As soon as she realized this, the little golden bird flew away. She kissed all of the rings, and she made each son kiss one of them, touch it against his heart, and wear it on his finger. I saw all this,“ said the Sunshine, „and I saw what came of it. „As one of the boys played in the bed of a stream, he picked up a handful of clay. He turned it, and twisted it, and he shaped it in his fingers until he had made a statue of Jason. Like Jason, the young sculptor had found the golden fleece he sought.

The second boy ran across the meadow, where there were flowers of every hue. He gathered a handful, and squeezed them so tightly that the colored juices wet his ring and splashed in his eye. They stuck to his fingers and colored his thoughts. The days went by, and the years went past, until people in the big city came to speak of him as the great painter.

The third boy clenched his ring in his teeth so tightly that it echoed the song that lay deep in his heart. The things he thought and the things he felt were turned to music. The rose like singing swans, and like swans they plunged down as deep as the depths of the sea, „the deep Sea of Thoughts.“ He became a great musician, a great composer of whom every land has the right to say: „He belongs to me.“

„The fourth boy – the baby – was an outcast. They said he had the pip, and that like a sick little chicken he should be dosed with butter and pepper. They gave him pepper enough with his butter, but I gave him warmth and the kiss of the sun,“ said the Sunshine. „He got ten kisses for one that the other children received. He was a poet, who met with a blow and a kiss, all his life long. But he had something that no one could take from him.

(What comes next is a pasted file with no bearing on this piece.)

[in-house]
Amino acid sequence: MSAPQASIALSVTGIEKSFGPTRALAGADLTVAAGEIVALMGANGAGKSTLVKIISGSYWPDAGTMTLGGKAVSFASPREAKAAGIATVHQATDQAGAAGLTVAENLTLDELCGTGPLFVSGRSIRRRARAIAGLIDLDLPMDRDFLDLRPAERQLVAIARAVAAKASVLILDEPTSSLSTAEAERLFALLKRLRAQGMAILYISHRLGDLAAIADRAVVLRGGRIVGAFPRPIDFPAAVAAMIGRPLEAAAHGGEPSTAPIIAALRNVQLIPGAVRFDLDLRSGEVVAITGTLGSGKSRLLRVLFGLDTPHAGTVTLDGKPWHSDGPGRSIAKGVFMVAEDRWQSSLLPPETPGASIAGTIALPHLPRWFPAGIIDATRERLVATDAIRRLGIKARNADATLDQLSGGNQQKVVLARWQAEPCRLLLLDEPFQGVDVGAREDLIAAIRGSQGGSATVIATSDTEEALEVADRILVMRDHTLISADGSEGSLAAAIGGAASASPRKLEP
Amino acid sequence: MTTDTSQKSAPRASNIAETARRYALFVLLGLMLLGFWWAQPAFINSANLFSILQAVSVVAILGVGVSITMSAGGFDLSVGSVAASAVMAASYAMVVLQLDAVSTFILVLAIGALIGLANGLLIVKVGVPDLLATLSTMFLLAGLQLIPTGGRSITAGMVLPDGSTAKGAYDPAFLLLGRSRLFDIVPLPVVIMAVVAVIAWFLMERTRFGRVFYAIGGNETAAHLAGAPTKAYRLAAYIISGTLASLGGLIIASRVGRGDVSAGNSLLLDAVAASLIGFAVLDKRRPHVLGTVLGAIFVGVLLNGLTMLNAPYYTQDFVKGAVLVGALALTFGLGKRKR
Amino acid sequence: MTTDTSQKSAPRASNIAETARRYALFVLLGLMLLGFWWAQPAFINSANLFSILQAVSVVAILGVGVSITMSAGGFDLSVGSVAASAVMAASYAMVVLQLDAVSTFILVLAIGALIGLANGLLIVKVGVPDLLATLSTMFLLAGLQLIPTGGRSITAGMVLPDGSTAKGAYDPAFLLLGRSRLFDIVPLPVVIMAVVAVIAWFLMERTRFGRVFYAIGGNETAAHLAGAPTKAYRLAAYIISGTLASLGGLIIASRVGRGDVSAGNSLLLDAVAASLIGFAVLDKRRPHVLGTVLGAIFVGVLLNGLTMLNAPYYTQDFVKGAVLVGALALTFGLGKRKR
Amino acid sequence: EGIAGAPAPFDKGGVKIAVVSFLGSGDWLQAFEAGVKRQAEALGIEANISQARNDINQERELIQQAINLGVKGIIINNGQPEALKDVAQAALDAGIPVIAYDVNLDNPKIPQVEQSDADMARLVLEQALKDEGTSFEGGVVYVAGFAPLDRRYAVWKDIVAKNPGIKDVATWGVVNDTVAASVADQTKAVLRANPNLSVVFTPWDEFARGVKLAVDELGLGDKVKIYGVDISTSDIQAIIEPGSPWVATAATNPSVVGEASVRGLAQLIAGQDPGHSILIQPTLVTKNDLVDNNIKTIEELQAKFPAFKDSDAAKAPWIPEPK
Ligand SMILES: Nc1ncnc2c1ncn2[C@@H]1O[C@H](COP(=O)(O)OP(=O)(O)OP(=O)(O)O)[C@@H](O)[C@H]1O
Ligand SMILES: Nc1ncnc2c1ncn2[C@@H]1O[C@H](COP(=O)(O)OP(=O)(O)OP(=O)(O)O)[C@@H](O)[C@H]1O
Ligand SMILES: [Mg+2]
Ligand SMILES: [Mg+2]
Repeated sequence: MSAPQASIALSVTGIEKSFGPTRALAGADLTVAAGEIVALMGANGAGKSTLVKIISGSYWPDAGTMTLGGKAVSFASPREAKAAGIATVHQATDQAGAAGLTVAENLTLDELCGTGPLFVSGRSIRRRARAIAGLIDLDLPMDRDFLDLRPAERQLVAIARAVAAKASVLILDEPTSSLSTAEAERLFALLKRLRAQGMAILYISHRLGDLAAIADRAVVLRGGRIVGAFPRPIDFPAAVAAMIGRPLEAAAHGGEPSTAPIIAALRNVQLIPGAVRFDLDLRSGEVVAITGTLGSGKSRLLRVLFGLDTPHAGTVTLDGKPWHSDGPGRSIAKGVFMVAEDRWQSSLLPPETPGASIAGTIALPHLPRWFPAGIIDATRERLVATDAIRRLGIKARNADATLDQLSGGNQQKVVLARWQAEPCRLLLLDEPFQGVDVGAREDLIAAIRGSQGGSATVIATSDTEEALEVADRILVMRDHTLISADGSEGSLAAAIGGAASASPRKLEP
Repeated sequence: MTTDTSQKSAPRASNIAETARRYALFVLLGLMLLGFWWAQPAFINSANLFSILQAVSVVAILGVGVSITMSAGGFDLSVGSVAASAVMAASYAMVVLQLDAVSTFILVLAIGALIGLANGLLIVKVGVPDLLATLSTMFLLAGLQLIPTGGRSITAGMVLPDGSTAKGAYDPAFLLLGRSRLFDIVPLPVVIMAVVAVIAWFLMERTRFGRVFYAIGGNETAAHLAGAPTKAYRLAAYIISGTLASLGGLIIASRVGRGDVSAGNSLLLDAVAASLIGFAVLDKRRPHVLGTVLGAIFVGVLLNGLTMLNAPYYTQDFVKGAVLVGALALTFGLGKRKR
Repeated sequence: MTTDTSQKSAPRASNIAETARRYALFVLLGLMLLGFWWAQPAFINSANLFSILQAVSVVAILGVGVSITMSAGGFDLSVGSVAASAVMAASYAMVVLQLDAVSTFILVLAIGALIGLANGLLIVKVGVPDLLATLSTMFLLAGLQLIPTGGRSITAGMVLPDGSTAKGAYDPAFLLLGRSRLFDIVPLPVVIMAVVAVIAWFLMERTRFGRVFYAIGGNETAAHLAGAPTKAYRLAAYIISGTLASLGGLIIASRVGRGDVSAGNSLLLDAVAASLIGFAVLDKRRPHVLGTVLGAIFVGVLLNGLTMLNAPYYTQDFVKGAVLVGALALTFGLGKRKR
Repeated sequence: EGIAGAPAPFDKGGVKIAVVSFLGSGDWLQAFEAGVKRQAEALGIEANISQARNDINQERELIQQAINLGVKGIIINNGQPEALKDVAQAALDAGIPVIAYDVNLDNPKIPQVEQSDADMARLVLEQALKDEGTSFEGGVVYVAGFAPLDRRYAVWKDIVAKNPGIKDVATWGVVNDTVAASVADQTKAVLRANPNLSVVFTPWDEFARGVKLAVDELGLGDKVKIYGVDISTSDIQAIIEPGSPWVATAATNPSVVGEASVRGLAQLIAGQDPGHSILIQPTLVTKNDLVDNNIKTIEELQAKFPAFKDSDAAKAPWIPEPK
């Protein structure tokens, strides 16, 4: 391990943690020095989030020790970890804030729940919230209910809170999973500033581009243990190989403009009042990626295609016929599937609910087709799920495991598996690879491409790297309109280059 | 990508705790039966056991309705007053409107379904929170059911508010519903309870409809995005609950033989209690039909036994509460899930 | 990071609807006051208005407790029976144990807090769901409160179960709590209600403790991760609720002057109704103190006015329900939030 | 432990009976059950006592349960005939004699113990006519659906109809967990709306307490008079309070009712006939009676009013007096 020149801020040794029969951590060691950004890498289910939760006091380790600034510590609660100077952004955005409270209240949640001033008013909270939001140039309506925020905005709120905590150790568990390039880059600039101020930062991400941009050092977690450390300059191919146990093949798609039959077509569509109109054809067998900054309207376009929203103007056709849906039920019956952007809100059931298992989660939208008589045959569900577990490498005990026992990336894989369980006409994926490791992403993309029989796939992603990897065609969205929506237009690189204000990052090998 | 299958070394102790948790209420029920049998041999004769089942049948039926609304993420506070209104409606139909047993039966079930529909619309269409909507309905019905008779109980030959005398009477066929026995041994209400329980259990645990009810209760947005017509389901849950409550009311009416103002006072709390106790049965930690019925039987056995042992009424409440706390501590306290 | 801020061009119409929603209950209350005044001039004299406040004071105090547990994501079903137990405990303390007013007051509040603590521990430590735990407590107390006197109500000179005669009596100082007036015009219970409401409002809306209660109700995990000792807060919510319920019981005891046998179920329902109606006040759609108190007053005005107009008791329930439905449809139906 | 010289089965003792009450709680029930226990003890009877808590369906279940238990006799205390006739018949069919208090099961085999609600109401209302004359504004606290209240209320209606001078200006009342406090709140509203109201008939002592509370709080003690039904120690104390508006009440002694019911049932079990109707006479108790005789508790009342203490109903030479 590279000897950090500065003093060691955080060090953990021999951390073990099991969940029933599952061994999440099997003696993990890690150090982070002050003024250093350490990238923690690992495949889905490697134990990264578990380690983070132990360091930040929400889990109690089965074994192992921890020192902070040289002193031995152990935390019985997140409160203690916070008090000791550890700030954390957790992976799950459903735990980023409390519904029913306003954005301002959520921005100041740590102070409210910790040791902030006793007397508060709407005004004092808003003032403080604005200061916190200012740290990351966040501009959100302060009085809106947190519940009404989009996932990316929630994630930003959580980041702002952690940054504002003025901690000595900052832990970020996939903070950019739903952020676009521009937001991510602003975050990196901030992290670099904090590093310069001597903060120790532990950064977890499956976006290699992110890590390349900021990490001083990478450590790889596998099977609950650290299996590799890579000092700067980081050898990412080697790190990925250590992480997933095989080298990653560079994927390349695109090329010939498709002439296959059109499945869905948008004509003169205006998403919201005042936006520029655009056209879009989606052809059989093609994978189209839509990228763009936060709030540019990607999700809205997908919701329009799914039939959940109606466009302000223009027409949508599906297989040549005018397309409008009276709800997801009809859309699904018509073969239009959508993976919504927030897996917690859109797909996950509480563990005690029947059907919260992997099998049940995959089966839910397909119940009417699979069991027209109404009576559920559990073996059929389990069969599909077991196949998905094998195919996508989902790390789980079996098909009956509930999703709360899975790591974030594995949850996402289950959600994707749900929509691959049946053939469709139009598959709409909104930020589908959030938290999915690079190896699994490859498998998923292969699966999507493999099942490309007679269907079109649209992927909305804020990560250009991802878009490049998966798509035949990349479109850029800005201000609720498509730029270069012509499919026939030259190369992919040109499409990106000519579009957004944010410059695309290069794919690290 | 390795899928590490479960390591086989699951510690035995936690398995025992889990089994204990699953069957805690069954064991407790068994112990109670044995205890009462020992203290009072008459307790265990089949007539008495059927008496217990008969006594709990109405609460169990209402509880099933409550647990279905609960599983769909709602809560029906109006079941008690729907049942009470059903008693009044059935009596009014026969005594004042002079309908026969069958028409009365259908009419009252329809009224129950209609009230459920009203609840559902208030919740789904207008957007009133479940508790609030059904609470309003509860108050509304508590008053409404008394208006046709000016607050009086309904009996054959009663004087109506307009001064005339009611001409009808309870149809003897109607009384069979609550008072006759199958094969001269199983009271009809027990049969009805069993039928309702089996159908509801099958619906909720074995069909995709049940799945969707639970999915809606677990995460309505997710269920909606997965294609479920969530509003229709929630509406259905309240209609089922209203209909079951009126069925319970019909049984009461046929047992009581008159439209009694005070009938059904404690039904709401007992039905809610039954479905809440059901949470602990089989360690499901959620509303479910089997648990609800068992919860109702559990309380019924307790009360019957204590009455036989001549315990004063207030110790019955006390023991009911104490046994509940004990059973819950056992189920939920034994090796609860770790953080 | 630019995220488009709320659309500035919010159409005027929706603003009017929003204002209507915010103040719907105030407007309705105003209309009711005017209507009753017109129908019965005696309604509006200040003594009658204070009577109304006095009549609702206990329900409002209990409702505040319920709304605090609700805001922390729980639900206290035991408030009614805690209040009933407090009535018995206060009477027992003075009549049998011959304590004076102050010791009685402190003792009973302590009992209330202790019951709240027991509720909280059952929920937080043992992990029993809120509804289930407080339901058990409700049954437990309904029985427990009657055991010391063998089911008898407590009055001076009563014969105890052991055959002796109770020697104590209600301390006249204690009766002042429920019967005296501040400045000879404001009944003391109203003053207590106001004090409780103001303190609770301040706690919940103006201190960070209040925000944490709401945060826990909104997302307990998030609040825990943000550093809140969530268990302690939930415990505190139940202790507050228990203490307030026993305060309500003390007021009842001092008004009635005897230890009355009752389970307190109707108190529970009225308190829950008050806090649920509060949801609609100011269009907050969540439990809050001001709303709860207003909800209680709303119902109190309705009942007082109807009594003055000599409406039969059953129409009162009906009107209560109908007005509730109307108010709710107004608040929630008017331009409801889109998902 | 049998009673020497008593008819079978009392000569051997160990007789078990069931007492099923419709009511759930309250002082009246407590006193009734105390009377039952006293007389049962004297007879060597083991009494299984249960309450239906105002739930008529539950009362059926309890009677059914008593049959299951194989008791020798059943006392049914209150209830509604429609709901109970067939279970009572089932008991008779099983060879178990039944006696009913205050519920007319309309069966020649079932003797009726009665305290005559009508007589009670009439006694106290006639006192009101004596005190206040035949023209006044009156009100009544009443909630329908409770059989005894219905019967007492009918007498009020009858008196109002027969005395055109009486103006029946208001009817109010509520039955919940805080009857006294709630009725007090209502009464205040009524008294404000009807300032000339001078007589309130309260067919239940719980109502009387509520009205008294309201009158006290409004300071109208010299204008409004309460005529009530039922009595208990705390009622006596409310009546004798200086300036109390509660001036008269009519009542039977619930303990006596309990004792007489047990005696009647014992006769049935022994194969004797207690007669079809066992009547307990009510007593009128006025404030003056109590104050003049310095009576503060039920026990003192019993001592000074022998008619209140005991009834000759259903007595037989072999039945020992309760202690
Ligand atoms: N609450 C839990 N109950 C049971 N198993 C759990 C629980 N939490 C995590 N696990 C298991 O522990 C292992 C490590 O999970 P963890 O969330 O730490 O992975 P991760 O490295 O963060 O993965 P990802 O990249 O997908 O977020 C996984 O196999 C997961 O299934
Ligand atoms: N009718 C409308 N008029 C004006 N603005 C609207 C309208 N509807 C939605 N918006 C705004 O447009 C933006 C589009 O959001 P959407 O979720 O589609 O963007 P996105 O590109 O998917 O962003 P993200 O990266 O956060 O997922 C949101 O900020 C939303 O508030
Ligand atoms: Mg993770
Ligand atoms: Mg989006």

He had the ring of fame from the golden swan of fortune. There were golden wings to his thoughts. Up they flew and away they went, like golden butterflies, which are the symbol of things immortal.“ – „What an extremely long story,“ said the Wind. „And so awfully dull,“ the Rain agreed. „Fan me, if you please, so I may revive a little.“ The Wind blew again, and the Sunshine said:

The swan of fortune flew over the deep gulf, where fishermen spread their nets. The poorest of the fishermen thought of getting married, and marry he did. And to him the swan brought a lump of amber. Amber has the power to draw things to it, and it drew the hearts to the fisherman’s home. Amber makes the most wonderful incense, and there came a fragrant air as from a church, like a balmy breeze from God’s nature.

So the fisherman and his bride were happy and thankful in their quiet home. They were content with what little they had, and their life became a complete sunshine story. „I think,“ said the Wind, „that these stories should stop. The Sunshine has talked long enough, and I am very bored.“ – „So am I,“ said the Rain. And what do we others who knew this story say? We say: „Now it’s out.“

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Backgrounds to fairy tale „Sunshine Stories“

„Sunshine Stories“ is a lesser-known fairy tale by Hans Christian Andersen. Hans Christian Andersen was known for creating original fairy tales inspired by his life experiences, the people he met, and the places he visited. Andersen’s stories often dealt with themes such as the power of imagination, the beauty of nature, and the importance of love and compassion.

It is possible that „Sunshine Stories“ was inspired by Andersen’s own childhood experiences and his love for storytelling. The tale may also reflect Andersen’s fascination with the power of nature and its ability to inspire the imagination. Like many of his other works, „Sunshine Stories“ encourages readers to find wonder and magic in the world around them and to appreciate the beauty of everyday life.